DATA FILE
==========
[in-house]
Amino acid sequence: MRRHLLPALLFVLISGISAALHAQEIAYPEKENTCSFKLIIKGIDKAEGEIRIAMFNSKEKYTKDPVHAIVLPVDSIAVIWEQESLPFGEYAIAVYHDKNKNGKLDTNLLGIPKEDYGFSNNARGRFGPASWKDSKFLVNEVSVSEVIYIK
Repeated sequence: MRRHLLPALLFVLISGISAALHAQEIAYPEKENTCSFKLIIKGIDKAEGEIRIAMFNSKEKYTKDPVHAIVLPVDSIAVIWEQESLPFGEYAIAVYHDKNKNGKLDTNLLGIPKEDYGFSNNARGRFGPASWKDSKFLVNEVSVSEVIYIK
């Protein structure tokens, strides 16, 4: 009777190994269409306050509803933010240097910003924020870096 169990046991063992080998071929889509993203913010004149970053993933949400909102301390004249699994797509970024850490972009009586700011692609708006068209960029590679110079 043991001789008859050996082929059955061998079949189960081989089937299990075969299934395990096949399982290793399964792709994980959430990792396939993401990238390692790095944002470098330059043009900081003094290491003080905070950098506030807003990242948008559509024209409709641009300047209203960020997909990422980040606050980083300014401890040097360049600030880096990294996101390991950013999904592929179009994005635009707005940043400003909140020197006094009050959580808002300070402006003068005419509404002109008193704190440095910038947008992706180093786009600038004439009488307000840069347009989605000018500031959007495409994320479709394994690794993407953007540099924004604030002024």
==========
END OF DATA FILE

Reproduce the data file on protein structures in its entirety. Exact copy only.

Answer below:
[in-house]
Amino acid sequence: MRRHLLPALLFVLISGISAALHAQEIAYPEKENTCSFKLIIKGIDKAEGEIRIAMFNSKEKYTKDPVHAIVLPVDSIAVIWEQESLPFGEYAIAVYHDKNKNGKLDTNLLGIPKEDYGFSNNARGRFGPASWKDSKFLVNEVSVSEVIYIK
Repeated sequence: MRRHLLPALLFVLISGISAALHAQEIAYPEKENTCSFKLIIKGIDKAEGEIRIAMFNSKEKYTKDPVHAIVLPVDSIAVIWEQESLPFGEYAIAVYHDKNKNGKLDTNLLGIPKEDYGFSNNARGRFGPASWKDSKFLVNEVSVSEVIYIK
């Protein structure tokens, strides 16, 4: 009777190994269409306050509803933010240097910003924020870096 169990046991063992080998071929889509993203913010004149970053993933949400909102301390004249699994797509970024850490972009009586700011692609708006068209960029590679110079 043991001789008859050996082929059955061998079949189960081989089937299990075969299934395990096949399982290793399964792709994980959430990792396939993401990238390692790095944002470098330059043009900081003094290491003080905070950098506030807003990242948008559509024209409709641009300047209203960020997909990422980040606050980083300014401890040097360049600030880096990294996101390991950013999904592929179009994005635009707005940043400003909140020197006094009050959580808002300070402006003068005419509404002109008193704190440095910038947008992706180093786009600038004439009488307000840069347009989605000018500031959007495409994320479709394994690794993407953007540099924004604030002024």